Azure DevOps is increasingly used to automate the release of solutions to the cloud. In this context, I would like to report my recent experience by developing continuous integration and delivery for logic apps, hoping that it will be useful to someone else.
Logic Apps is one of my favorite resource on Azure because is incredible fast, intuitive and easy to use. My personal opinion is that, Logic Apps works great in those scenarios where a workflow is needed and when more, in general, the business logic is not so complex, in fact, in this use case I prefer to use an Azure Function instead of Logic Apps for performance reason. you can find more info about Logic Apps here
Let’s start from what we need in order to deploy an existing or created Azure resource and more specifically in our case a Logic App. Basically, we need a file where all configurations for our Azure resource are saved, I’m talking about Azure Resource Manager Template or better known as ARM Template. This is nothing more than a JSON file where various information is contained and in the case of Logic App we will have something like that:
This Logic App is an HTTP trigger that reads an Azure Key Vault value, put this value in the body of an email and send the email, that’s it. I decided to include a reference to an Azure Key Vault Secret to this article because I think it should be always used in any kind of architecture, I use always this resource in my solutions to increase security. In this regard, in order to read the secret value and transfer it to the Logic App, it is necessary to enable Azure Resource Manager for template deployment in the access policy of the key vault, obviously access to the Logic App must be inhibited to those who develop it.
On top we have all parameters, then some info like, which trigger is used, name of the Logic App, the location which in my opinion should be parameterized in this way every time I can decide in which region deploy my Logic App, then the business logic and at the bottom every connection related to the connectors used. Very important in the connections section is the id, in my case is:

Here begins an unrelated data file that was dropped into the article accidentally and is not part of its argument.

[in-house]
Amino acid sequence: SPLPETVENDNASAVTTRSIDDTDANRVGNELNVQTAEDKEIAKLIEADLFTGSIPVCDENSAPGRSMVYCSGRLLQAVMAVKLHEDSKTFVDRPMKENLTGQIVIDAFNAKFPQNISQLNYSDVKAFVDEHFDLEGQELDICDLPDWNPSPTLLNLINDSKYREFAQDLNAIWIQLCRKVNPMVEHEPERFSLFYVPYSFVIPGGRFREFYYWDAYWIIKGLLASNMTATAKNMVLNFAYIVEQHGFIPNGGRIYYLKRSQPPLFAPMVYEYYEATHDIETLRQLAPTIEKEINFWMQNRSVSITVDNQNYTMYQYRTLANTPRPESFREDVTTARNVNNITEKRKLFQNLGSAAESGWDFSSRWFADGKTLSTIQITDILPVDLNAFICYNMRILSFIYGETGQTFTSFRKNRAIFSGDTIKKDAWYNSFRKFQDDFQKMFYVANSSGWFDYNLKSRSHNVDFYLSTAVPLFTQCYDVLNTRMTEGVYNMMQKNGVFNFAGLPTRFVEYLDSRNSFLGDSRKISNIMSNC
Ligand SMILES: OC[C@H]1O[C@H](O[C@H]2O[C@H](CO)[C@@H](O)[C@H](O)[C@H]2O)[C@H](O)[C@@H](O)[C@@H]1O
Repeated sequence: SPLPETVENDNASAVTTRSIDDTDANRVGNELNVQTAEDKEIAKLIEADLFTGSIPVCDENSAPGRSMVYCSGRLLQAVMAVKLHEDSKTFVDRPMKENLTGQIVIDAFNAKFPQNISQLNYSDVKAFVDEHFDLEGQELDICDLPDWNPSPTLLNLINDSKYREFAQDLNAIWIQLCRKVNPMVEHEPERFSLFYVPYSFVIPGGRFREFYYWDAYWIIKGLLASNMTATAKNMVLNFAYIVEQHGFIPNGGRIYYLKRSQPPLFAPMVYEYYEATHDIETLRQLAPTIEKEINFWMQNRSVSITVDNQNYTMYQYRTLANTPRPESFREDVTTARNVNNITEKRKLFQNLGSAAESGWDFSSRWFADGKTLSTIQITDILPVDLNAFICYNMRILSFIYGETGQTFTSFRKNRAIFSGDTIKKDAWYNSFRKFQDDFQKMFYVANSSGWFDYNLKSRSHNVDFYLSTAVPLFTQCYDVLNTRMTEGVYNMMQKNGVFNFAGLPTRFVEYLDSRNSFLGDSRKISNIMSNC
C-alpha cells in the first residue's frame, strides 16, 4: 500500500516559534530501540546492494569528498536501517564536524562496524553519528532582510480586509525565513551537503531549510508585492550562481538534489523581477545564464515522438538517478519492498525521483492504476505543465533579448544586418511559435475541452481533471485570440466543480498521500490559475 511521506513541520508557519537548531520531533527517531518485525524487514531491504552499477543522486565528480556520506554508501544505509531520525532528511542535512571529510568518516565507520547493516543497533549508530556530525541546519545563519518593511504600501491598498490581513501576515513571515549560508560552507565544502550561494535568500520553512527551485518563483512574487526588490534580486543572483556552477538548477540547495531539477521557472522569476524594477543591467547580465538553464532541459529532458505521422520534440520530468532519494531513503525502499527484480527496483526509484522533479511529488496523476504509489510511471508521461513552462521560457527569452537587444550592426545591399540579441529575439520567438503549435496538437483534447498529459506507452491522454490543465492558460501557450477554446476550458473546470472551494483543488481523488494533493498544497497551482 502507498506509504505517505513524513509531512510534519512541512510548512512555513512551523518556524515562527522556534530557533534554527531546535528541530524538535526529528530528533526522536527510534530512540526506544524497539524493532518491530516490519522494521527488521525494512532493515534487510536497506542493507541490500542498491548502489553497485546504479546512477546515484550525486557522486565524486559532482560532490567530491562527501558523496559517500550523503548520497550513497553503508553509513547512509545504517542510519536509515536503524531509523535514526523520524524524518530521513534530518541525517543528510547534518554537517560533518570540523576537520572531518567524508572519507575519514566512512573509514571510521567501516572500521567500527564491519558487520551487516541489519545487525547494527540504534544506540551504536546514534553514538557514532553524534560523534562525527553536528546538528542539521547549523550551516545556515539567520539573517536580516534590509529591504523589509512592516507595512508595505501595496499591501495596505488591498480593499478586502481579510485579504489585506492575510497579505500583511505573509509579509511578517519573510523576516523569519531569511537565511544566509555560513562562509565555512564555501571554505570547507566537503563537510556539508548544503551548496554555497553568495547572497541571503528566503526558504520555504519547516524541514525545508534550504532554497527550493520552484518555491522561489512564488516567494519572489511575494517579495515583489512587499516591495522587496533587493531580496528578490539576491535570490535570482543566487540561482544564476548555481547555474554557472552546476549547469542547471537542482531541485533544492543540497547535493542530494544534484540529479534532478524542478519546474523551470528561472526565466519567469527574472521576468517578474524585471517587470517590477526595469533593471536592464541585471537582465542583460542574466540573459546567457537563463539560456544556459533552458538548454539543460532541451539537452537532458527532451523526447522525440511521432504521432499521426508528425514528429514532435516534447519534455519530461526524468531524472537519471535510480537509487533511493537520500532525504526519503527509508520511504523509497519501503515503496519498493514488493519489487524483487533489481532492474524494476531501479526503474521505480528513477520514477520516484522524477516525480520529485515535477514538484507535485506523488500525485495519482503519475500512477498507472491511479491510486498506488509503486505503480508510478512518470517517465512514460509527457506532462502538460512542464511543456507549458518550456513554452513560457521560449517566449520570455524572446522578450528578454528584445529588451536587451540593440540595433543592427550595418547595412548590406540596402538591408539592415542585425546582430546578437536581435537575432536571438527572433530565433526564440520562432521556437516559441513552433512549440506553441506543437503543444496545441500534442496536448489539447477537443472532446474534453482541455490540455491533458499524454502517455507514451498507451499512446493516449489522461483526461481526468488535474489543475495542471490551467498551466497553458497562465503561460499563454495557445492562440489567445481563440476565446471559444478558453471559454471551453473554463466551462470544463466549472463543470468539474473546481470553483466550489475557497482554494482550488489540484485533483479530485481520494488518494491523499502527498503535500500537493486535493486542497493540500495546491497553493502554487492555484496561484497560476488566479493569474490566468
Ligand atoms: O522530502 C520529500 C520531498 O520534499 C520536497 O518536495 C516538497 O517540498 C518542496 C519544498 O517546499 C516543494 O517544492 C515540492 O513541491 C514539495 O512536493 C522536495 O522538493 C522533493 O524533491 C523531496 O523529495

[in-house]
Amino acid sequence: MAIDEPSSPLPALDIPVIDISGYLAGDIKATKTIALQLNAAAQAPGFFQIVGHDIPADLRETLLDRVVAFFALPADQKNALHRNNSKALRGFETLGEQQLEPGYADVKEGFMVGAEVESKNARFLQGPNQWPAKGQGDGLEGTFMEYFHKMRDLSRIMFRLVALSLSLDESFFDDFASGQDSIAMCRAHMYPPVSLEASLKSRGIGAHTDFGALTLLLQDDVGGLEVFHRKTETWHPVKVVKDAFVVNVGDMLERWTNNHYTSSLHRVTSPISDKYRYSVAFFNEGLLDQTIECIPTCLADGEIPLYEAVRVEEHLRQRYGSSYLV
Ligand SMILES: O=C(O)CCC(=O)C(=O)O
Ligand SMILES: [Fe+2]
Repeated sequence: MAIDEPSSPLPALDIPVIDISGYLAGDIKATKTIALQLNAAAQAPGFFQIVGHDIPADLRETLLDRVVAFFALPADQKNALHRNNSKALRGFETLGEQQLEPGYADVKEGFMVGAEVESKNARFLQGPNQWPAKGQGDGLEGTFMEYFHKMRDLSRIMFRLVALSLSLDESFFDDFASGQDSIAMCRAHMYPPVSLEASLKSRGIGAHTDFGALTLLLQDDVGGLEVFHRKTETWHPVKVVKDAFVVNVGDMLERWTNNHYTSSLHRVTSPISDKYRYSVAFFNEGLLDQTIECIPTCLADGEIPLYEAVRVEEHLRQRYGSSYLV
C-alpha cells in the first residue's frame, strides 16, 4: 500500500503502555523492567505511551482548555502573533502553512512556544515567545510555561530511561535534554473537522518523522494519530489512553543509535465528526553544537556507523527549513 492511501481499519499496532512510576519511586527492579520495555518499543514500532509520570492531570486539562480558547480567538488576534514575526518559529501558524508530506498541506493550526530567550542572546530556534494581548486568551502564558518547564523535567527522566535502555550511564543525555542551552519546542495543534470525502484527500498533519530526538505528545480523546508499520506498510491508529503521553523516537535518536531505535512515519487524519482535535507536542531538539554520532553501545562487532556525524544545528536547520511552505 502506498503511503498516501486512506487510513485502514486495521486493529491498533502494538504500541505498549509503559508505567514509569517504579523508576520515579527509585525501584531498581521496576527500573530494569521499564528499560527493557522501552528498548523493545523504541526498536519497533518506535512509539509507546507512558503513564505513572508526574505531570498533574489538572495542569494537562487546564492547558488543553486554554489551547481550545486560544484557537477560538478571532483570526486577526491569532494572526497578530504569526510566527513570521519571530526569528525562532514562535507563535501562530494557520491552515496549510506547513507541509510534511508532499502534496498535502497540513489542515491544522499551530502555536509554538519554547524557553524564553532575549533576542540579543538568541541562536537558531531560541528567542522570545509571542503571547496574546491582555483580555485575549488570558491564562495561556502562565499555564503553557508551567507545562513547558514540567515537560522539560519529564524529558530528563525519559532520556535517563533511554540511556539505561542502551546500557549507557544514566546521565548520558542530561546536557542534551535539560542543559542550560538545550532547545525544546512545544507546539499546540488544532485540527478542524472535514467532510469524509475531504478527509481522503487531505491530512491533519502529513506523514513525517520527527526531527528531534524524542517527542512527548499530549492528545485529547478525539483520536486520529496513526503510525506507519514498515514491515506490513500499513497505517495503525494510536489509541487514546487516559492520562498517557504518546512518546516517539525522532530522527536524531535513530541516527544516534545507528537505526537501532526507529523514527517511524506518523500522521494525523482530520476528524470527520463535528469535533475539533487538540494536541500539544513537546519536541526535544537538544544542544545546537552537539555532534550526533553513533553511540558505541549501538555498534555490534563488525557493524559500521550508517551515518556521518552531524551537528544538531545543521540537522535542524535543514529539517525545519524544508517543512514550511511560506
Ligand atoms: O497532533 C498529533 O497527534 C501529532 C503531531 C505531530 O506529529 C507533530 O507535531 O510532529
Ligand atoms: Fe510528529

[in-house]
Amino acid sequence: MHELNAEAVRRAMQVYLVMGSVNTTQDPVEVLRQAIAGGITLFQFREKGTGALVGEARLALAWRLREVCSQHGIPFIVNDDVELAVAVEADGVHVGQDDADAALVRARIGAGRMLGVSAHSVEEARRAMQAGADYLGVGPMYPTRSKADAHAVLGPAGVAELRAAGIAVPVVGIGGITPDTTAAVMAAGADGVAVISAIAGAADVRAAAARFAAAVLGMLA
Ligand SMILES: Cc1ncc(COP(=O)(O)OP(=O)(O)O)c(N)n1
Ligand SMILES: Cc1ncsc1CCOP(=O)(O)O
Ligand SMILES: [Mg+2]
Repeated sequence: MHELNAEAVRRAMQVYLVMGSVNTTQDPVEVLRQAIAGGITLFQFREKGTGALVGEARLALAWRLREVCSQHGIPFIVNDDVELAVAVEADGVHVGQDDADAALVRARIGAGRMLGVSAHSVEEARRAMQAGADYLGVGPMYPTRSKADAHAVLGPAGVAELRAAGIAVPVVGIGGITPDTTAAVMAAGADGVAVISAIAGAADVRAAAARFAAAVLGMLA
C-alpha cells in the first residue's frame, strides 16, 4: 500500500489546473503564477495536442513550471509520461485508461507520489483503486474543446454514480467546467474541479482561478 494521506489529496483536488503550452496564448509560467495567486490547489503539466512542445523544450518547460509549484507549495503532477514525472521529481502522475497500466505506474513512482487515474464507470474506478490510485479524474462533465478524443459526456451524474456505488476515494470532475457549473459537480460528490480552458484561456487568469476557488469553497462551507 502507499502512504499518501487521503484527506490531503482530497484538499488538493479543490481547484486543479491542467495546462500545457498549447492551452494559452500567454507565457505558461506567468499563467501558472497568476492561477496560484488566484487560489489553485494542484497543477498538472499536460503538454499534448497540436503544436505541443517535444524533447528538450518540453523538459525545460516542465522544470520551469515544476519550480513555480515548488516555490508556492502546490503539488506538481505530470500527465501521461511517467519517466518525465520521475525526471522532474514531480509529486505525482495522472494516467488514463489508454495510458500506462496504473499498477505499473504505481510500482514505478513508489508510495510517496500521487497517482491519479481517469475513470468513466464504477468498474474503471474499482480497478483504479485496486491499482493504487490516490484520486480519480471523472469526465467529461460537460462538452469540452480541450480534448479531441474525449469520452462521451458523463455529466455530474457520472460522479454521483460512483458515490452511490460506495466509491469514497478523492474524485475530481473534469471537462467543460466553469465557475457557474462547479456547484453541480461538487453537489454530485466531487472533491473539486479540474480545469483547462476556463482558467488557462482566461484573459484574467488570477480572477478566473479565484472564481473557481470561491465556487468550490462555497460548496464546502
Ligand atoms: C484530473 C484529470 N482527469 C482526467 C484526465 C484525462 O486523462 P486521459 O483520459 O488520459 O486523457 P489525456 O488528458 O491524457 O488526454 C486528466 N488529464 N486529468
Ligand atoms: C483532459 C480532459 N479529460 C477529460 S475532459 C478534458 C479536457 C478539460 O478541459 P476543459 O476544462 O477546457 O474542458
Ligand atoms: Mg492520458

where the guid identify the subscription id of Azure and the location, my goal is to have a template that I can reuse always and in any case, so that means for every Azure subscription. In order to do that the id should be built as below:
"id": "[concat(subscription().id, '/providers/Microsoft.Web/locations/', resourceGroup().location, '/managedApis/', 'outlook')]"
in doing so the id will be taken dynamically from the Azure subscription where I am logged in. However that’s not all, in fact, there is another JSON file that contains the parameters used in the template, as best practice we should have a parameter JSON file for every environment, in order to differentiate the values. Here how looks like mine:
There are 4 parameters, logic app name, logic app location, the URL connection for the outlook connector and the URL of my secret in the Key Vault.
We are now ready to configure continuous integration and delivery on Azure DevOps. My repository contains only JSON files, more specifically the main JSON file with the Logic App’s business logic and additional files to handle parameters in different environments, let’s go to the pipelines now. All I need to do, is set up the release pipeline because basically I have nothing to build, in fact, I have already the ARM template ready to deploy in Azure. Below my simple release pipeline:
and here my super complex release pipeline tasks:
- Display name
- Azure subscription (Where to deploy the Logic App)
- Resource group (Where is contained the Logic App)
- Template location
- Template parameters
- Deployment mode (Incremental deployment)
Now taking back to the URL of before:
"id": "[concat(subscription().id, '/providers/Microsoft.Web/locations/', parameters('LogicAppLocation'), '/managedApis/', 'outlook')]"
The reason why I replaced hardcoded values with dynamic values is easy to figure out, in fact, directly from the Azure Resource Group Deployment task I can define the subscription Id, resource group, location, and all these values are read in the JSON during the deploy, but in this case I prefer to use the existing paramater in order to freely decide where to deploy the logic app.
Source code of the solution on my GitHub repo: https://github.com/giuleon/LogicApps-DevOps
About the Author:
In my free time I love to play and exploring the new technologies.
De Luca, G. (2020). Building a release pipeline on Azure DevOps for Logic Apps. Available at: https://delucagiuliano.com/building-a-release-pipeline-on-azure-devops-for-logic-apps [Accessed: 30th April 2020].